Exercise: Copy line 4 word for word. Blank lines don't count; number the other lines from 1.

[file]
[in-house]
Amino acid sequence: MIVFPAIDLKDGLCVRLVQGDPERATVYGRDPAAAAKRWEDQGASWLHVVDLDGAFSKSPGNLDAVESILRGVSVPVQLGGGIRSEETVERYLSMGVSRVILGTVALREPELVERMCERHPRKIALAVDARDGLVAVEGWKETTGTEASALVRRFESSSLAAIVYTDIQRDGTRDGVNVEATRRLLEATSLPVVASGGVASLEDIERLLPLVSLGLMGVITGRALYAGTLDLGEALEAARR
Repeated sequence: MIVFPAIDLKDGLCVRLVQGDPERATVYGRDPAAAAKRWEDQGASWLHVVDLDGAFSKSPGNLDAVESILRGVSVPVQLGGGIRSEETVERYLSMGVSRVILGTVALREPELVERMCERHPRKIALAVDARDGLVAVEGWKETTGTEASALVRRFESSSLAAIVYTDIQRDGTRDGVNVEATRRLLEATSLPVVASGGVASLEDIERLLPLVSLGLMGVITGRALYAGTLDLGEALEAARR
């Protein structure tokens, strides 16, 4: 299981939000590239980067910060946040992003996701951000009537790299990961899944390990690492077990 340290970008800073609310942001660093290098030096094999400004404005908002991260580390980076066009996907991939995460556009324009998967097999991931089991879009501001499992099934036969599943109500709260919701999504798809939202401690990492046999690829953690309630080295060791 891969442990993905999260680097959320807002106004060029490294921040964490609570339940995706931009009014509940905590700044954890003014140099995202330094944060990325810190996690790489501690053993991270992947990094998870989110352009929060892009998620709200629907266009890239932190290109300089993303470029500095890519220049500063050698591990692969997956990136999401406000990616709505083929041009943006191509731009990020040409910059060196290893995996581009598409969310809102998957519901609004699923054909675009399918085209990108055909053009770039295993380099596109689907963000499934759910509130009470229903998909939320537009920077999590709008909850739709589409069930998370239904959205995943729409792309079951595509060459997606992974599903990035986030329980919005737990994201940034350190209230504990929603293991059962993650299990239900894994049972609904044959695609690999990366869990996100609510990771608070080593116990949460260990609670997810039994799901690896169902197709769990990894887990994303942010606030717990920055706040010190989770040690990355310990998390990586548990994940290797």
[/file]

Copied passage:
């Protein structure tokens, strides 16, 4: 299981939000590239980067910060946040992003996701951000009537790299990961899944390990690492077990 340290970008800073609310942001660093290098030096094999400004404005908002991260580390980076066009996907991939995460556009324009998967097999991931089991879009501001499992099934036969599943109500709260919701999504798809939202401690990492046999690829953690309630080295060791 891969442990993905999260680097959320807002106004060029490294921040964490609570339940995706931009009014509940905590700044954890003014140099995202330094944060990325810190996690790489501690053993991270992947990094998870989110352009929060892009998620709200629907266009890239932190290109300089993303470029500095890519220049500063050698591990692969997956990136999401406000990616709505083929041009943006191509731009990020040409910059060196290893995996581009598409969310809102998957519901609004699923054909675009399918085209990108055909053009770039295993380099596109689907963000499934759910509130009470229903998909939320537009920077999590709008909850739709589409069930998370239904959205995943729409792309079951595509060459997606992974599903990035986030329980919005737990994201940034350190209230504990929603293991059962993650299990239900894994049972609904044959695609690999990366869990996100609510990771608070080593116990949460260990609670997810039994799901690896169902197709769990990894887990994303942010606030717990920055706040010190989770040690990355310990998390990586548990994940290797």